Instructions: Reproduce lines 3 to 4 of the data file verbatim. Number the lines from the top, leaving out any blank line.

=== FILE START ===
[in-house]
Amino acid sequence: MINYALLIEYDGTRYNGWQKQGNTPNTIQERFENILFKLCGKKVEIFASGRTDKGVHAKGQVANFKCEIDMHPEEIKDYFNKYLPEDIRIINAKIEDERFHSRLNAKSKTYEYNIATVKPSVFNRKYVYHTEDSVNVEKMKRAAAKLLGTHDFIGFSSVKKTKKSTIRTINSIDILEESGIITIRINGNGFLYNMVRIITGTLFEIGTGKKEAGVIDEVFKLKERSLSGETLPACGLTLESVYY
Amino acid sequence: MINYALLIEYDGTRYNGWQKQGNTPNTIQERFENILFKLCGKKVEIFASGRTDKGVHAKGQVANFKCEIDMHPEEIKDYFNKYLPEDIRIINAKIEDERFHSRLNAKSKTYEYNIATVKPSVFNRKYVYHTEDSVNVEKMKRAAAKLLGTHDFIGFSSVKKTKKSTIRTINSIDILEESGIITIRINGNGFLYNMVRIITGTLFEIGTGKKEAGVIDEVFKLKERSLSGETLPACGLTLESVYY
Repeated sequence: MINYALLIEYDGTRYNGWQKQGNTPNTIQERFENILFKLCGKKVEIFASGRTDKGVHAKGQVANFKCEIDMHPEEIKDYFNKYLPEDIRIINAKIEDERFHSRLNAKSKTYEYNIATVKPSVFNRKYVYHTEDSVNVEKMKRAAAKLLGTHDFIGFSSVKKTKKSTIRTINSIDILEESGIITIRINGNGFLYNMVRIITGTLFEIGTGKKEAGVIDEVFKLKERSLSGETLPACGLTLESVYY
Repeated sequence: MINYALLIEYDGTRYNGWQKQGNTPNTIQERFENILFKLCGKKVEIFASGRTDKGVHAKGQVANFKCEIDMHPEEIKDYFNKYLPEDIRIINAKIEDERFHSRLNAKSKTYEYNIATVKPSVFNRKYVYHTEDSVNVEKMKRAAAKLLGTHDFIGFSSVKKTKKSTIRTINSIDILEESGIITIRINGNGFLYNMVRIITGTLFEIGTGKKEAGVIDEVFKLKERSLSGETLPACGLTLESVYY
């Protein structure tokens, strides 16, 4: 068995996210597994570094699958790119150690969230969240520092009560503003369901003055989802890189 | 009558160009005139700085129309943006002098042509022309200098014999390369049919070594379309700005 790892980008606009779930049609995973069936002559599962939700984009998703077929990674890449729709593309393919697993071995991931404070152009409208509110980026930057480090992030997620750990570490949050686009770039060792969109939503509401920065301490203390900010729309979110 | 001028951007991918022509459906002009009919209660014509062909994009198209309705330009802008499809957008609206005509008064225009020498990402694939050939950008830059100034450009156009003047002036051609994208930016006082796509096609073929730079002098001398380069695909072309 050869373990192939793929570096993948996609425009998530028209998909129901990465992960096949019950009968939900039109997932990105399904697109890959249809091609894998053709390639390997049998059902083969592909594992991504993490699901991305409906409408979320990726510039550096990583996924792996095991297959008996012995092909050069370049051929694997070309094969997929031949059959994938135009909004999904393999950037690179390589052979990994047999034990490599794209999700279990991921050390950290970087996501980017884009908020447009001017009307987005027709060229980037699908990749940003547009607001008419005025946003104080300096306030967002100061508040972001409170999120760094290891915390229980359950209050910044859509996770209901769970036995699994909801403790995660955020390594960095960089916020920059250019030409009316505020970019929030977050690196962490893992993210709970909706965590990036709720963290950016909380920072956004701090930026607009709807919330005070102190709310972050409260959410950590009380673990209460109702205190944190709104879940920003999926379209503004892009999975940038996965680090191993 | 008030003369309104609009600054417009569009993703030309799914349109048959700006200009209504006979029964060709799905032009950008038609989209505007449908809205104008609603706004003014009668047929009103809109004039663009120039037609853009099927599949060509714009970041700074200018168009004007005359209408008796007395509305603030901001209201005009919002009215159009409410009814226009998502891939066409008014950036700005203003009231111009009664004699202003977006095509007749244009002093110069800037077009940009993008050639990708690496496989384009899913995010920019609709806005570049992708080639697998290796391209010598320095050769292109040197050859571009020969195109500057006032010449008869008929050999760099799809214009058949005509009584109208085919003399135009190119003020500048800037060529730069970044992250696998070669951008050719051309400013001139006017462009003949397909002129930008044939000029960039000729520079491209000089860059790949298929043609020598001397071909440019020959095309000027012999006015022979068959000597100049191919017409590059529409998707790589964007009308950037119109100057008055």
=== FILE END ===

Amino acid sequence: MINYALLIEYDGTRYNGWQKQGNTPNTIQERFENILFKLCGKKVEIFASGRTDKGVHAKGQVANFKCEIDMHPEEIKDYFNKYLPEDIRIINAKIEDERFHSRLNAKSKTYEYNIATVKPSVFNRKYVYHTEDSVNVEKMKRAAAKLLGTHDFIGFSSVKKTKKSTIRTINSIDILEESGIITIRINGNGFLYNMVRIITGTLFEIGTGKKEAGVIDEVFKLKERSLSGETLPACGLTLESVYY
Repeated sequence: MINYALLIEYDGTRYNGWQKQGNTPNTIQERFENILFKLCGKKVEIFASGRTDKGVHAKGQVANFKCEIDMHPEEIKDYFNKYLPEDIRIINAKIEDERFHSRLNAKSKTYEYNIATVKPSVFNRKYVYHTEDSVNVEKMKRAAAKLLGTHDFIGFSSVKKTKKSTIRTINSIDILEESGIITIRINGNGFLYNMVRIITGTLFEIGTGKKEAGVIDEVFKLKERSLSGETLPACGLTLESVYY